Anxiety with type 2 diabetes tied to high-cost health care use
(HealthDay)—Anxiety is independently associated with high-cost resource use among individuals with type 2 diabetes, according to a study published online June 18 in Diabetes Care.
Esti Iturralde, Ph.D., from Kaiser Permanente Northern California in Oakland, and colleagues used electronic health record data to assess past anxiety diagnosis, health care use and costs, demographics, comorbidities, and diabetes control status and complications from 2008 to 2012 for 143,573 adults who are members of an integrated health care system and have type 2 diabetes.
The researchers found that 12.9 percent of participants received a diagnosis of anxiety; of these, 52.9 percent also had received a depression diagnosis. Anxiety was positively related to the number of emergency department visits in 2012 (incidence rate ratio, 1.27; 95 percent confidence interval, 1.21 to 1.34); the likelihood of visiting the emergency department on a chronic, frequent basis during 2010 to 2012 (odds ratio, 2.55; 95 percent confidence interval, 1.90 to 3.44); and high-cost status in 2012 (odds ratio, 1.29; 95 percent confidence interval, 1.23 to 1.36) after adjusting for covariates, including depression. However, anxiety was not related to total hospitalization costs in 2012 (relative cost ratio, 1.06; 95 percent confidence interval, 0.94 to 1.21; P = 0.33).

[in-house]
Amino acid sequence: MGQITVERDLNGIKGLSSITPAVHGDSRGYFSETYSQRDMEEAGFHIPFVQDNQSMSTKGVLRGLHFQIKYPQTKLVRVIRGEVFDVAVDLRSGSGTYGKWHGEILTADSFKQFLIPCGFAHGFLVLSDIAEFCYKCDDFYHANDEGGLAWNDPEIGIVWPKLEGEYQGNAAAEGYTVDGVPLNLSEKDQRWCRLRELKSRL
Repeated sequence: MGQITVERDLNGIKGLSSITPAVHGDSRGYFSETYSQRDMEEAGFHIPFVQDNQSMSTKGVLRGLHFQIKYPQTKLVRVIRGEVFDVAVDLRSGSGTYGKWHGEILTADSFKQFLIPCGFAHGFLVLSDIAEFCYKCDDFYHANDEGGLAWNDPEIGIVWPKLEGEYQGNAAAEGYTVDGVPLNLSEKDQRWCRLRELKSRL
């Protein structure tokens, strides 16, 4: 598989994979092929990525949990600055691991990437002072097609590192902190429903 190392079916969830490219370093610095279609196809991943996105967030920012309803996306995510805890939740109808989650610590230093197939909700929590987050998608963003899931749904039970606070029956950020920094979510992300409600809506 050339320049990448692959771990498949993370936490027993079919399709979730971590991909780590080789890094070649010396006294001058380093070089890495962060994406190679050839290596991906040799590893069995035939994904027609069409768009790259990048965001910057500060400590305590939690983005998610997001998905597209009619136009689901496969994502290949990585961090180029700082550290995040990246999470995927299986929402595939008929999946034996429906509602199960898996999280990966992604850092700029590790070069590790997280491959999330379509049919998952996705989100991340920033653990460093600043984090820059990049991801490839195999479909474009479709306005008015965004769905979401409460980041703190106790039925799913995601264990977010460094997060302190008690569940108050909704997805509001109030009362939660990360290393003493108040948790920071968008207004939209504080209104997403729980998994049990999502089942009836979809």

"Strategies to improve anxiety management among people with diabetes hold the potential to also reduce health care costs," the authors write.
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